Loeb, 50, whose hedge fund owns 5.8 percent of the Web portal, has been pushing to shake up its board since September 2011, when he told the company that directors had erred in spurning a takeover bid from Microsoft Corp. Yahoo rose the most in three weeks yesterday following Thompson’s decision to leave, after Loeb flagged discrepancies in the CEO’s resume.
“We are confident this board will benefit from shareholder representation, and we are committed to working with new leadership to unlock Yahoo’s significant potential and value,” Loeb, who will join the board, said in a statement after Thompson’s departure.
While the proxy fight with Yahoo has grabbed headlines, Loeb, a former distressed debt analyst, has staged few such battles with management in recent years. Instead, most of his returns have come from buying distressed assets and companies going through restructurings or mergers. The $9 billion hedge fund, a so-called event and special situations fund, has returned 7 percent this year through May 2, with much of it coming from credit markets, said a person familiar with the fund who asked not to be named because the information is private.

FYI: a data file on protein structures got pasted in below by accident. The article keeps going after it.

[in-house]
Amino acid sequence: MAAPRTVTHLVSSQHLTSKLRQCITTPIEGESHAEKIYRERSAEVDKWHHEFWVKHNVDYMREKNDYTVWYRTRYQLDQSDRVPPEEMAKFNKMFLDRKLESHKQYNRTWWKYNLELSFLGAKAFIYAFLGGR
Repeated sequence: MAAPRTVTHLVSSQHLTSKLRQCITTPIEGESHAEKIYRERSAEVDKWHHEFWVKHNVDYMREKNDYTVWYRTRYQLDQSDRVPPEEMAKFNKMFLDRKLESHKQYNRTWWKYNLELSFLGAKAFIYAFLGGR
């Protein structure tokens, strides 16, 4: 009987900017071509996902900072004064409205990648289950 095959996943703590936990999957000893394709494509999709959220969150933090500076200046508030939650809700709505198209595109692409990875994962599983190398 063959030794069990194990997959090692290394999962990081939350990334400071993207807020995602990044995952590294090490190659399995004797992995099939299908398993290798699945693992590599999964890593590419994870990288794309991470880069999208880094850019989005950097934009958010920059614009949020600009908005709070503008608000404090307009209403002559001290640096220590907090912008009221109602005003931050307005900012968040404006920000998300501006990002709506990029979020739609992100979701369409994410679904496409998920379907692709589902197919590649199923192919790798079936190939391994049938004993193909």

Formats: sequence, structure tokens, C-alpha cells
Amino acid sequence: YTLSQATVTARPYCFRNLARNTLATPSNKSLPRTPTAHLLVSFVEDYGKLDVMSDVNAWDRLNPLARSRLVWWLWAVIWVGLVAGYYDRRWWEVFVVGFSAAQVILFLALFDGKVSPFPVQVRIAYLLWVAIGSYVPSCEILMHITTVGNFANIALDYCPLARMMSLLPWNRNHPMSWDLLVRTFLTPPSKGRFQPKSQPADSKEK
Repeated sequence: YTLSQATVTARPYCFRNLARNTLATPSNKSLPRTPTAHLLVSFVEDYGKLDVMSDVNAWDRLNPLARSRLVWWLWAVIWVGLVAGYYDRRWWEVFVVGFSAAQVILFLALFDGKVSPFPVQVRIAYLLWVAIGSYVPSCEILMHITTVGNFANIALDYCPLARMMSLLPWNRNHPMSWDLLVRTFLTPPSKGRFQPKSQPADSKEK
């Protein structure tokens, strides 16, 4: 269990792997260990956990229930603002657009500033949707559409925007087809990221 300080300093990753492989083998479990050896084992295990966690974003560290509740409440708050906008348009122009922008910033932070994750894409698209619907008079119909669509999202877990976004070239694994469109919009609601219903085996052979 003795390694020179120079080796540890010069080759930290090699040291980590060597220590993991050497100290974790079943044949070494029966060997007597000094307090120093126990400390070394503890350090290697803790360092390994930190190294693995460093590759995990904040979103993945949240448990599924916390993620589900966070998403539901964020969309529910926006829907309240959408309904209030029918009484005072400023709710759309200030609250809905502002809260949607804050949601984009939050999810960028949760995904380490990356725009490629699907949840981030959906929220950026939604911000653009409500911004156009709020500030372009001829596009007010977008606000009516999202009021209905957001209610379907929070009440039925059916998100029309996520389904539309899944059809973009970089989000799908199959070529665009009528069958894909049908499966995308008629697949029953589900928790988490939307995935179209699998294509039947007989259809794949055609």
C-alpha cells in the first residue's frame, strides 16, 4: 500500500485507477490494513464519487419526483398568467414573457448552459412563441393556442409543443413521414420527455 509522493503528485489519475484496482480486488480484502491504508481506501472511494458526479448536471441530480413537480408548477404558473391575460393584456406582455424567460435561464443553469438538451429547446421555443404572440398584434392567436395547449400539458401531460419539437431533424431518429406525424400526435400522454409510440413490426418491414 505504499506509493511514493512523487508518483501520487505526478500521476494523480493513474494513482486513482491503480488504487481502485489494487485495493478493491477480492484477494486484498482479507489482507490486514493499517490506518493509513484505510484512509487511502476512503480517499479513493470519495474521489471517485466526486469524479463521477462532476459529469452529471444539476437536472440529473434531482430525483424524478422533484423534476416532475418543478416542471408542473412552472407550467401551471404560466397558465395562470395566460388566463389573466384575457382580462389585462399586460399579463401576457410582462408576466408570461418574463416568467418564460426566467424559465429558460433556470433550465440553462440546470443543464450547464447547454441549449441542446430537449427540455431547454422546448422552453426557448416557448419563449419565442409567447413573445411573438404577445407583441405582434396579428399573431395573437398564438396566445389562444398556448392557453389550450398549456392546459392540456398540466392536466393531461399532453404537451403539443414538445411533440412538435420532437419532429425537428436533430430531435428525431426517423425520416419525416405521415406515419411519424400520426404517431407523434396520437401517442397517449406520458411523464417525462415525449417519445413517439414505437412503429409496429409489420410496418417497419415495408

About 20 percent of the portfolio is in mortgages, primarily on residential properties, Loeb said at the Skybridge Alternatives Conference last week in Las Vegas.
Mortgage Bet Mortgages have been a good place to make money this year. Returns on subprime-mortgage bonds issued in 2005 through 2007, the years with the worst loans, for example, have averaged 11 percent this year through May 10, according to Barclays Plc index data.
- CEO Buys, CFO Buys: Stocks that are bought by their CEO/CFOs.
- Insider Cluster Buys: Stocks that multiple company officers and directors have bought.
- Double Buys:: Companies that both Gurus and Insiders are buying
- Triple Buys: Companies that both Gurus and Insiders are buying, and Company is buying back.